To us it is interesting that he chose a throne to be placed in this, the Palace of the Louvre, where French Kings sat on their thrones. Francis I chose this edifice as the residence for French kings and where it remained thus until good old King Louis XIV decided to move to Versailles and this building was then used to store his pretty things.

France, Paris: Liberty Leading the People in the Louvre

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Though foreigners flock to see the Mona Lisa, to the French, the most important painting in the Louvre – the unofficial national painting of France is this one, Liberty Leading the People by Delacroix. The bare-breasted female figure, who is called Marianne became a symbol of Liberty for the French Republic. Though Delacroix painted the July Revolution of 1830, the broken bodies beneath the flag depict the 40 years of civil war, political and social upheavals necessary to conquer the monarchy in order to win a representative government. The huge 8′ by 10′ scale adds to the dramatic patriotism.

France, Paris: NOT THE Arc de Triomphe

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This Arc de Triomphe du Carrousel stands west of the Louvre (you can see it behind the arch) and was built between 1806-1808 (before the famous Arc de Triomphe) to commemorate Napoleon’s military victories of the previous year. The REAL Arc de Triomphe de l’Étoile is down the Champs Élysées and though it was designed in the same year (and twice the size) it was not completed until 1836. The quadriga (horses and men) atop the arch is a copy of the so-called Horses of Saint Mark that adorn the top of the main door of the St Mark’s Basilica in Venice.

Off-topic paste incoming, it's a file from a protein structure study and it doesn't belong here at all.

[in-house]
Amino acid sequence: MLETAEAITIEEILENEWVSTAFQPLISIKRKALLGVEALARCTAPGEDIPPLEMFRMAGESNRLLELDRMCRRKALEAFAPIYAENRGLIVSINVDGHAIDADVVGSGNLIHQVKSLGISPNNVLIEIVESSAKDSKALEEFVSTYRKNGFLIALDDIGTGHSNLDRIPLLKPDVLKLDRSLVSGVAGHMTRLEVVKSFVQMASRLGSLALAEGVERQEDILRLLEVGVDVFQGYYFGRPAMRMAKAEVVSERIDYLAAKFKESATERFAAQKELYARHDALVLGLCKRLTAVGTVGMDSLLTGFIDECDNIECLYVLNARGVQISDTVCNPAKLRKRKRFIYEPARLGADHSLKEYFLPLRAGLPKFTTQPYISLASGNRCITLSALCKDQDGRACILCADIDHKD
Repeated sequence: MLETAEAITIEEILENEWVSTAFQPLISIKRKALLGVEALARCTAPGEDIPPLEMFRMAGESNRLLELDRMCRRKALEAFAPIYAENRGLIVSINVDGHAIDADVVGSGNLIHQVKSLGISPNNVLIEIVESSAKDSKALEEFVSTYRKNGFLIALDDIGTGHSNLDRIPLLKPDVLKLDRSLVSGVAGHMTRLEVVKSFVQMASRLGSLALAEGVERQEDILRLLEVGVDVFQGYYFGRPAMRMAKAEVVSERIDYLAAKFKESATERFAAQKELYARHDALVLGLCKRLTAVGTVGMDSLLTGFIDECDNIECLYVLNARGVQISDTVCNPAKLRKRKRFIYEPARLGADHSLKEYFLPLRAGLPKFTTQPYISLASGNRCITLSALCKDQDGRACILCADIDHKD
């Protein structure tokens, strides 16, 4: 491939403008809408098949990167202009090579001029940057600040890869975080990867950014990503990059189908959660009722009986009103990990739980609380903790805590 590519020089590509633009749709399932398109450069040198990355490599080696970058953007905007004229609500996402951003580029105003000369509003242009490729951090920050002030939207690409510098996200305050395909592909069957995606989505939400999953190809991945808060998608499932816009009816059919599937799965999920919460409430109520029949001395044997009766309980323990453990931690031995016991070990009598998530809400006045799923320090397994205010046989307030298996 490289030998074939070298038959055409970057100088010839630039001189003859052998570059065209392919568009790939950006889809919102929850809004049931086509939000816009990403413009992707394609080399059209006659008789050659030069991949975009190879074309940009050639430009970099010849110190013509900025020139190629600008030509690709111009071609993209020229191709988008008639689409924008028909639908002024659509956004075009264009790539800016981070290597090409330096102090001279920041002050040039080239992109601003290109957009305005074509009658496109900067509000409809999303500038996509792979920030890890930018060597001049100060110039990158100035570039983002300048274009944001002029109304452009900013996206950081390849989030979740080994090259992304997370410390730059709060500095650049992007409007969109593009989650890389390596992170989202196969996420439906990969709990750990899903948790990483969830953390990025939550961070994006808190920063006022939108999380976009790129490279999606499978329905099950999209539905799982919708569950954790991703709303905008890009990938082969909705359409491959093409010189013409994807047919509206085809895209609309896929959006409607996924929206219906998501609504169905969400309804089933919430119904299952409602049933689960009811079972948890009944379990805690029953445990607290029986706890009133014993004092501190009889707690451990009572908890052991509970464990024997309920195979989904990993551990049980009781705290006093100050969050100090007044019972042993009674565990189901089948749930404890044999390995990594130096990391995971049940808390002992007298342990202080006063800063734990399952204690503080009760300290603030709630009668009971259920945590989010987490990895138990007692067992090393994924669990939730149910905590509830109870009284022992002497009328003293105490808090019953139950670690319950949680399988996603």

France, Paris: Is that an Egyptian Obelisk or the Leaning Tower of Paris?

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Place de la Concorde is where, during the French Revolution in 1789 the statue of Louis XV of France was torn down. The area renamed the Place de la Révolution and a guillotine was erected in the square. It was here that King Louis XVI was executed on January 21, 1793. On October 25, 1836, King Louis Philippe placed this tall Egyptian obelisk in the center, a gift from the Khedive of Egypt, Muhammad Ali Pasha. The 3,300-year-old Obelisk once marked the entrance to the Luxor Temple and the hieroglyphics on it herald the reign of the pharaoh Ramesses II.

If you squint and look way down the Champs Elysees behind the Obelisk of Luxor, you can see clear back to the Arc de Triomphe.

France, Paris: Hotel des Invalides

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Les Invalides or Hôtel des Invalides is a vast complex of buildings in Paris including museums and monuments relating to the military history of France. As per its name it was originally built by Louis XIV as a hospital and a retirement home for war veterans. Pictured here is the Dôme des Invalides, a large church, the tallest in Paris which contains the tombs of some of France’s war heroes, most notably Napoleon.

The complex had 15 courtyards for military parades. At the church, attendance was mandatory. Louis XIV also commissioned his architect Mansart to construct a separate royal chapel referred to as the Église du Dôme from its most striking feature (pictured). By combining a royal chapel with a veterans’ chapel, the King and his soldiers could attend mass at the same time while entering the place of worship though different entrances, as prescribed by court etiquette at that time.

I’d like to think the gentleman sitting there (in the wheelchair and on the bench) are two of our veteran heros..